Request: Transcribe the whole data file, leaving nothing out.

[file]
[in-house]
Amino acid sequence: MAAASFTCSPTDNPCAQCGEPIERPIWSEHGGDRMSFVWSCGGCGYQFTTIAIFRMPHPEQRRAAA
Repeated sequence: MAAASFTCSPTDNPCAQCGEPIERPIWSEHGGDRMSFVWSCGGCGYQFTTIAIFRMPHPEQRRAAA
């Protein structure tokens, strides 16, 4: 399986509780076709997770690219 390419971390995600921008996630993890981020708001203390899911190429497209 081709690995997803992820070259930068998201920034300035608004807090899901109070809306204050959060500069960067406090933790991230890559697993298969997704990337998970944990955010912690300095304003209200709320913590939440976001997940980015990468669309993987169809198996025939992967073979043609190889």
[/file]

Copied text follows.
[in-house]
Amino acid sequence: MAAASFTCSPTDNPCAQCGEPIERPIWSEHGGDRMSFVWSCGGCGYQFTTIAIFRMPHPEQRRAAA
Repeated sequence: MAAASFTCSPTDNPCAQCGEPIERPIWSEHGGDRMSFVWSCGGCGYQFTTIAIFRMPHPEQRRAAA
């Protein structure tokens, strides 16, 4: 399986509780076709997770690219 390419971390995600921008996630993890981020708001203390899911190429497209 081709690995997803992820070259930068998201920034300035608004807090899901109070809306204050959060500069960067406090933790991230890559697993298969997704990337998970944990955010912690300095304003209200709320913590939440976001997940980015990468669309993987169809198996025939992967073979043609190889």